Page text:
Ask anyone who flies an airplane, and they will say a large part of the fun is looking down at the world below. It doesn’t matter if you’re overflying a city, rural countryside, mountains, desert, or coastline. In a helicopter, it is even better. One reason is that according to FAA regulations, a helicopter can fly lower than a fixed-wing airplane. They also can stop mid-air, hover, and climb or descend vertically, making the view uniquely yours. That raises the question: How do I become a helicopter pilot?
Understand Helicopter Aerodynamics
One of the first things to know is that helicopter aerodynamics, and the machinery that enables a helicopter to fly are more complicated than those of fixed-wing airplanes. 36 years transpired between the Wright brothers’ first airplane flight and Igor Sikorsky’s first helicopter flight.
Helicopters are called rotor-wing aircraft because the rotor blades are wings that generate lift and the aerodynamics to climb vertically when rotating fast enough and at a pitch angle. The pitch angle must change as the blade rotates to provide an equal or unequal lift on the rotor disk for maneuvering. The torque of the spinning rotor blades mechanically tries to spin the cabin or fuselage of the helicopter in the opposite direction. The helicopter’s tail rotor’s purpose is to counter the rotor blades’ torque.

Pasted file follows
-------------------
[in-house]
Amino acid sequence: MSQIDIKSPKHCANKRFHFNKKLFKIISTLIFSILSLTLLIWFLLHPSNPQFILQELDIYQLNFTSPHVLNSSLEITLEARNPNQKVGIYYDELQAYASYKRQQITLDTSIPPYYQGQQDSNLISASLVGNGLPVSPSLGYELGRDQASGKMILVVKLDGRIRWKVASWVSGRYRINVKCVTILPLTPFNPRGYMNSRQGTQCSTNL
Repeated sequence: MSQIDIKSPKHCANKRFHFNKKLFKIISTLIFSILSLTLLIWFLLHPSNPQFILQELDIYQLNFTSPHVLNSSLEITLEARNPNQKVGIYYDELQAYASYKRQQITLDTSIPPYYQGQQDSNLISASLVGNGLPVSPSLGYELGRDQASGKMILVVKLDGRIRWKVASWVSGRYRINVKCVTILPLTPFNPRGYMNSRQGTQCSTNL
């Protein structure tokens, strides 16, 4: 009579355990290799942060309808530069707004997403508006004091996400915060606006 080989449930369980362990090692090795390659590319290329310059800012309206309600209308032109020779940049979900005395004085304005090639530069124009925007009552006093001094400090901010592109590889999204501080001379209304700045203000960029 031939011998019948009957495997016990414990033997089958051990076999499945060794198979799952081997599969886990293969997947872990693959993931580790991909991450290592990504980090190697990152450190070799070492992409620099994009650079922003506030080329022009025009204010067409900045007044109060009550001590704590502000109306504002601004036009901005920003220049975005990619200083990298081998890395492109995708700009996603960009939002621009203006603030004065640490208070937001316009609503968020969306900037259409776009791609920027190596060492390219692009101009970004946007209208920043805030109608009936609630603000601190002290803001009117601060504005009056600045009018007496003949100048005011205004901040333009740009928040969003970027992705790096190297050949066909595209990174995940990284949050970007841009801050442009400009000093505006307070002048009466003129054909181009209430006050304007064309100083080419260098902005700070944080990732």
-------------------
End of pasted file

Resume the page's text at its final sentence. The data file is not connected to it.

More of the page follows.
As a helicopter pilot, you must understand the forces acting on the aircraft, and this is where academic learning is essential and required. Additionally, you must understand the FAA rules and regulations for helicopters and how that mechanical machinery works to enable the helicopter to fly. That’s why you want to learn ground school information from an academic institution with the tools to specialize in this training, such as California Aeronautical University (CAU). Learning and internalizing what you will be taught at that school is fascinating. You will collect knowledge most people don’t have.
Understand Helicopter Cockpit Controls